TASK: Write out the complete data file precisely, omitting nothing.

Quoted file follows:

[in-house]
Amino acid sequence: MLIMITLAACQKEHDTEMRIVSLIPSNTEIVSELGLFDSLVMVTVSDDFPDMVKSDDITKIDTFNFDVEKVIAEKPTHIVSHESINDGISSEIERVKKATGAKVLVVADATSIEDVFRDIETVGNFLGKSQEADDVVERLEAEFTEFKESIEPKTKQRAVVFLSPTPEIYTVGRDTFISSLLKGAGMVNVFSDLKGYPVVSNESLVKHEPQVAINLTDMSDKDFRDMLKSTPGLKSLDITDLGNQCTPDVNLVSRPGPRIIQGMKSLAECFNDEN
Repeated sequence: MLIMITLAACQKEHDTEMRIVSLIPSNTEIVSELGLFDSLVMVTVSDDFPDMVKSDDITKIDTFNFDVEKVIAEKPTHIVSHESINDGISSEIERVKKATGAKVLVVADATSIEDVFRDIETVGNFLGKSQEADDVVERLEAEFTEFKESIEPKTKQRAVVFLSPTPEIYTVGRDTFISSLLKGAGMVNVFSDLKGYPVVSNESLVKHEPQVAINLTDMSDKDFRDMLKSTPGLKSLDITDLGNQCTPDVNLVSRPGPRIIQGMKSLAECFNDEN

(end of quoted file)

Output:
[in-house]
Amino acid sequence: MLIMITLAACQKEHDTEMRIVSLIPSNTEIVSELGLFDSLVMVTVSDDFPDMVKSDDITKIDTFNFDVEKVIAEKPTHIVSHESINDGISSEIERVKKATGAKVLVVADATSIEDVFRDIETVGNFLGKSQEADDVVERLEAEFTEFKESIEPKTKQRAVVFLSPTPEIYTVGRDTFISSLLKGAGMVNVFSDLKGYPVVSNESLVKHEPQVAINLTDMSDKDFRDMLKSTPGLKSLDITDLGNQCTPDVNLVSRPGPRIIQGMKSLAECFNDEN
Repeated sequence: MLIMITLAACQKEHDTEMRIVSLIPSNTEIVSELGLFDSLVMVTVSDDFPDMVKSDDITKIDTFNFDVEKVIAEKPTHIVSHESINDGISSEIERVKKATGAKVLVVADATSIEDVFRDIETVGNFLGKSQEADDVVERLEAEFTEFKESIEPKTKQRAVVFLSPTPEIYTVGRDTFISSLLKGAGMVNVFSDLKGYPVVSNESLVKHEPQVAINLTDMSDKDFRDMLKSTPGLKSLDITDLGNQCTPDVNLVSRPGPRIIQGMKSLAECFNDEN